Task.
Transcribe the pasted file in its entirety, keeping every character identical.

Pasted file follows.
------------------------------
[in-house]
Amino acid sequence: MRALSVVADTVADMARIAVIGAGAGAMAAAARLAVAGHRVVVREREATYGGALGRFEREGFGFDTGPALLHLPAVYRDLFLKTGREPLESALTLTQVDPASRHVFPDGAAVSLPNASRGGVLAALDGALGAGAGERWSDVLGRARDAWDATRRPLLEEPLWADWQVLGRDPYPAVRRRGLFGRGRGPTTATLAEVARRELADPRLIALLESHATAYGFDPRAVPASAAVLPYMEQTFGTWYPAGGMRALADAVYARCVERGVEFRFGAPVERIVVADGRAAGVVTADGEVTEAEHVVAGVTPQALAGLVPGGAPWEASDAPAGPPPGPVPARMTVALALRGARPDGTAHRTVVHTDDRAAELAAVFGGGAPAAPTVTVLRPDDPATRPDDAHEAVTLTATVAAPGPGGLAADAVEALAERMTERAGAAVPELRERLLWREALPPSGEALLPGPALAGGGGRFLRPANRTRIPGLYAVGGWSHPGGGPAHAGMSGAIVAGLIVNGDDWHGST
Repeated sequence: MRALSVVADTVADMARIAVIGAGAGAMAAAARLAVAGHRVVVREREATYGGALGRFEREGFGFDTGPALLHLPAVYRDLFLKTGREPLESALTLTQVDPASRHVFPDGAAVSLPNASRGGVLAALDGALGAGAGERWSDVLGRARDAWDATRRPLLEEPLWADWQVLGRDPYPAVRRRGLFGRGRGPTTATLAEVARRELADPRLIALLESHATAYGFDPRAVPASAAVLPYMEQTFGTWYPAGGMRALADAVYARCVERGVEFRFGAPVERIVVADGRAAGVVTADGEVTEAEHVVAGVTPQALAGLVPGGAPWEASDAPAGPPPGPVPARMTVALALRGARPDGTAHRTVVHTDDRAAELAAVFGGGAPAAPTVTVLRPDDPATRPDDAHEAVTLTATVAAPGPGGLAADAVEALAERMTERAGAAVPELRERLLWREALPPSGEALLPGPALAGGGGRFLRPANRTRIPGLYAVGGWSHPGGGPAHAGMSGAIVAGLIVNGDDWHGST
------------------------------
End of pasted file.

[in-house]
Amino acid sequence: MRALSVVADTVADMARIAVIGAGAGAMAAAARLAVAGHRVVVREREATYGGALGRFEREGFGFDTGPALLHLPAVYRDLFLKTGREPLESALTLTQVDPASRHVFPDGAAVSLPNASRGGVLAALDGALGAGAGERWSDVLGRARDAWDATRRPLLEEPLWADWQVLGRDPYPAVRRRGLFGRGRGPTTATLAEVARRELADPRLIALLESHATAYGFDPRAVPASAAVLPYMEQTFGTWYPAGGMRALADAVYARCVERGVEFRFGAPVERIVVADGRAAGVVTADGEVTEAEHVVAGVTPQALAGLVPGGAPWEASDAPAGPPPGPVPARMTVALALRGARPDGTAHRTVVHTDDRAAELAAVFGGGAPAAPTVTVLRPDDPATRPDDAHEAVTLTATVAAPGPGGLAADAVEALAERMTERAGAAVPELRERLLWREALPPSGEALLPGPALAGGGGRFLRPANRTRIPGLYAVGGWSHPGGGPAHAGMSGAIVAGLIVNGDDWHGST
Repeated sequence: MRALSVVADTVADMARIAVIGAGAGAMAAAARLAVAGHRVVVREREATYGGALGRFEREGFGFDTGPALLHLPAVYRDLFLKTGREPLESALTLTQVDPASRHVFPDGAAVSLPNASRGGVLAALDGALGAGAGERWSDVLGRARDAWDATRRPLLEEPLWADWQVLGRDPYPAVRRRGLFGRGRGPTTATLAEVARRELADPRLIALLESHATAYGFDPRAVPASAAVLPYMEQTFGTWYPAGGMRALADAVYARCVERGVEFRFGAPVERIVVADGRAAGVVTADGEVTEAEHVVAGVTPQALAGLVPGGAPWEASDAPAGPPPGPVPARMTVALALRGARPDGTAHRTVVHTDDRAAELAAVFGGGAPAAPTVTVLRPDDPATRPDDAHEAVTLTATVAAPGPGGLAADAVEALAERMTERAGAAVPELRERLLWREALPPSGEALLPGPALAGGGGRFLRPANRTRIPGLYAVGGWSHPGGGPAHAGMSGAIVAGLIVNGDDWHGST